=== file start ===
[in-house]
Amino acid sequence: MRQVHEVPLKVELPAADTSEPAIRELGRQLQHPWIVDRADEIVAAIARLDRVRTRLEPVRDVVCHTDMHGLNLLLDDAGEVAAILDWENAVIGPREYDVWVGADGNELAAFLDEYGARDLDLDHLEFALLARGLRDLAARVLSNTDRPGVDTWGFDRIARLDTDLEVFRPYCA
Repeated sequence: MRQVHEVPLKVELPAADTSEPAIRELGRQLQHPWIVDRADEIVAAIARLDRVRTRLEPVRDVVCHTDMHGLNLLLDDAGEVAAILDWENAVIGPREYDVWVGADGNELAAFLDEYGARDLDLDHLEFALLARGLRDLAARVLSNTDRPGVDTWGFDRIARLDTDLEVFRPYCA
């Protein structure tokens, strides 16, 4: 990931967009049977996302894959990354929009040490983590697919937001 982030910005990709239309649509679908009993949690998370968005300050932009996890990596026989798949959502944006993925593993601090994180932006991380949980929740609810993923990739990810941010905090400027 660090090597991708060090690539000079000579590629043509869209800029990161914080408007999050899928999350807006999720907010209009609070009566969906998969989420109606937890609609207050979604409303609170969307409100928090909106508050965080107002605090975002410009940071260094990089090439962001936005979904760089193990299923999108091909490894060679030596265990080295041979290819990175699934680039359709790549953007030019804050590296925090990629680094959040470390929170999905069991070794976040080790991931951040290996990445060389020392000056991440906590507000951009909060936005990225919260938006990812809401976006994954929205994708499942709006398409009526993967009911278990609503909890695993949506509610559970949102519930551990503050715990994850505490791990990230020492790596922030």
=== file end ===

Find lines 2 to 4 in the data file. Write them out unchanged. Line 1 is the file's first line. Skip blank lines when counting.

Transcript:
Amino acid sequence: MRQVHEVPLKVELPAADTSEPAIRELGRQLQHPWIVDRADEIVAAIARLDRVRTRLEPVRDVVCHTDMHGLNLLLDDAGEVAAILDWENAVIGPREYDVWVGADGNELAAFLDEYGARDLDLDHLEFALLARGLRDLAARVLSNTDRPGVDTWGFDRIARLDTDLEVFRPYCA
Repeated sequence: MRQVHEVPLKVELPAADTSEPAIRELGRQLQHPWIVDRADEIVAAIARLDRVRTRLEPVRDVVCHTDMHGLNLLLDDAGEVAAILDWENAVIGPREYDVWVGADGNELAAFLDEYGARDLDLDHLEFALLARGLRDLAARVLSNTDRPGVDTWGFDRIARLDTDLEVFRPYCA
């Protein structure tokens, strides 16, 4: 990931967009049977996302894959990354929009040490983590697919937001 982030910005990709239309649509679908009993949690998370968005300050932009996890990596026989798949959502944006993925593993601090994180932006991380949980929740609810993923990739990810941010905090400027 660090090597991708060090690539000079000579590629043509869209800029990161914080408007999050899928999350807006999720907010209009609070009566969906998969989420109606937890609609207050979604409303609170969307409100928090909106508050965080107002605090975002410009940071260094990089090439962001936005979904760089193990299923999108091909490894060679030596265990080295041979290819990175699934680039359709790549953007030019804050590296925090990629680094959040470390929170999905069991070794976040080790991931951040290996990445060389020392000056991440906590507000951009909060936005990225919260938006990812809401976006994954929205994708499942709006398409009526993967009911278990609503909890695993949506509610559970949102519930551990503050715990994850505490791990990230020492790596922030």